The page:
/* CSS Specificity: 0-0-1-0 */
 .heading{
 color: orange;
 text-align: center;
 }  /* Type Selector */
 /* CSS Specificity: 0-0-0-1 */
 p {
 color: black;
 text-align: center;
 }
 </style>
</head>
<body>
 <!-- CSS Specificity: 1-0-0-0 -->
 <h1 style="color: blue; text-align: center; font-size: 5em;">
 CSS Specificity - Inline Styling
 </h1>  <h1 id="helloWorld">Technical Potpourri</h1>
 <h2 class="heading">Sudipta Deb</h2>  <p>Lorem ipsum dolor sit amet, consectetur adipiscing elit, sed do eiusmod 
 tempor incididunt ut labore et dolore magna aliqua. 
 Vitae nunc sed velit dignissim sodales ut eu sem integer. 
 Tellus id interdum velit laoreet id. 
 </p>
</body>
</html>

In this code, I have used Type Styling to style p. And according to the above arithmetic model, CSS Specificity for that h2 is 0-0-0-1 as the fourth digit represents the Type Styling weightage.

CSS Specificity Rules

Again the best way to understand this is by going through examples.

Example 1 – Higher Specificity will override Lower Specificity

<!DOCTYPE html>
<html>
<head>
 <style>
 /* ID Selector */
 /* CSS Specificity: 0-1-0-0 */
 #helloWorld {
 color: green;
 text-align: center;
 }  /* Class Selector */
 /* CSS Specificity: 0-0-1-0 */
 .heading{
 color: orange;
 text-align: center;
 }
 </style>
</head>
<body>
 <!-- CSS Specificity: 1-0-0-0 -->
 <h1 id="helloWorld" class="heading" style="color: blue; text-align: center; 
 font-size: 5em;">CSS Specificity
 </h1>
</body>
</html>
In the above code, I have used Inline Styling,  ID Styling, and Class Styling. But the specificity for Inline Styling is 1-0-0-0 which is definitely higher than any other CSS specificity. That is why when you open this page in the browser you will see that inline styling is being applied into h1 and not the other style. This is due to the fact CSS will apply the style with higher specificity.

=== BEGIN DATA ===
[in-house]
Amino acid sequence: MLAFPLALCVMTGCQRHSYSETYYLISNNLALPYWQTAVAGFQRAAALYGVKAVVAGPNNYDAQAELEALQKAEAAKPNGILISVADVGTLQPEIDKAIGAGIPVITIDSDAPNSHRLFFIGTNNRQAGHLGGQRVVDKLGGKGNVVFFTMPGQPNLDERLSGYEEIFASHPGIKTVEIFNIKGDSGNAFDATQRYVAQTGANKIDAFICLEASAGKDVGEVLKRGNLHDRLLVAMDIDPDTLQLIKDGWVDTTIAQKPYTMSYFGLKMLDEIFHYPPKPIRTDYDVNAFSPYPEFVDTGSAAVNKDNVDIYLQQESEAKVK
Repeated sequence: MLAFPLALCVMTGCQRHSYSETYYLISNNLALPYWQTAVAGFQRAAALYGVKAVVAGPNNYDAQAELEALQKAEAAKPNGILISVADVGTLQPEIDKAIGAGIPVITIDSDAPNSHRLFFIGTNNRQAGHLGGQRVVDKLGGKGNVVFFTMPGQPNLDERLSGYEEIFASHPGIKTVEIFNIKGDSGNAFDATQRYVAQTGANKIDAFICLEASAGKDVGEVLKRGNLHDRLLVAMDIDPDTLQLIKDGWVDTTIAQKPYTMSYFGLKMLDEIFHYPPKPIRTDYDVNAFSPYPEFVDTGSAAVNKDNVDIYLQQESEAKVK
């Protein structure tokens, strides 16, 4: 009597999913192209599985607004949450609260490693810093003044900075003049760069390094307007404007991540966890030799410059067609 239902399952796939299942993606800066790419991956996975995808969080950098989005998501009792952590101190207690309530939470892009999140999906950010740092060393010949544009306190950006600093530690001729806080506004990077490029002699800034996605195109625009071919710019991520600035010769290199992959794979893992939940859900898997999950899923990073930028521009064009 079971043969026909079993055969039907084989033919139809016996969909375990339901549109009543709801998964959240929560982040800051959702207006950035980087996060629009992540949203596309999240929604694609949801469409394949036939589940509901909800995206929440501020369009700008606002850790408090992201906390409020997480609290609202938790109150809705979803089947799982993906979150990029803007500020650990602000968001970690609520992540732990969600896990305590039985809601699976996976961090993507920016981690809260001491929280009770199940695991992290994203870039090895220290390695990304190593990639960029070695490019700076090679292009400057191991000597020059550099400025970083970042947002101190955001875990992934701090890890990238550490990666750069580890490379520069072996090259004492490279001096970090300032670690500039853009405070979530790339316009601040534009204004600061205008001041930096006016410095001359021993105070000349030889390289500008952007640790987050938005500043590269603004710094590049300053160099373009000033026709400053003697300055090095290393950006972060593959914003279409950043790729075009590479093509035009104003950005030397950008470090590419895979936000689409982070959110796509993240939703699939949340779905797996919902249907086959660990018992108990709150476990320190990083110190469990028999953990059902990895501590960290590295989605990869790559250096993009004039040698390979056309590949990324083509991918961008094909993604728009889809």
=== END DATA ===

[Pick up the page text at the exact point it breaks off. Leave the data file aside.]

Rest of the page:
Now if I change the same example a little bit by removing the inline styling, then the code will look like this –
<!DOCTYPE html>
<html>
<head>
 <style>
 /* ID Selector */
 /* CSS Specificity: 0-1-0-0 */
 #helloWorld {
 color: green;
 text-align: center;
 }  /* Class Selector */
 /* CSS Specificity: 0-0-1-0 */
 .heading{
 color: orange;
 text-align: center;
 }
 </style>
</head>
<body>
 <h1 id="helloWorld" class="heading">CSS Specificity</h1>
</body>
</html>

In the above code, I have used ID Styling and Class Styling. But the specificity for ID Styling is 0-1-0-0 which is definitely higher than any other CSS specificity. That is why when you open this page in the browser you will see that ID styling is being applied into h1 and not the other style. This is also due to the fact CSS will apply the style with higher specificity.

Example 2 – Class Selectors will override multiple Element Selectors

Let’s first write the code as shown below –

<!DOCTYPE html>
<html>
<head>
 <style>
 /* Class Selector */
 /* CSS Specificity: 0-0-1-0 */
 .heading{
 color: orange;
 text-align: center;
 }  /* Type Selector */
 /* CSS Specificity: 0-0-0-3 */
 body > div > h1 {
 color: green;
 text-align: center;
 }
 </style>
</head>
<body>
 <div>
 <h1 class="heading">CSS Specificity</h1>
 </div>>
</body>
</html>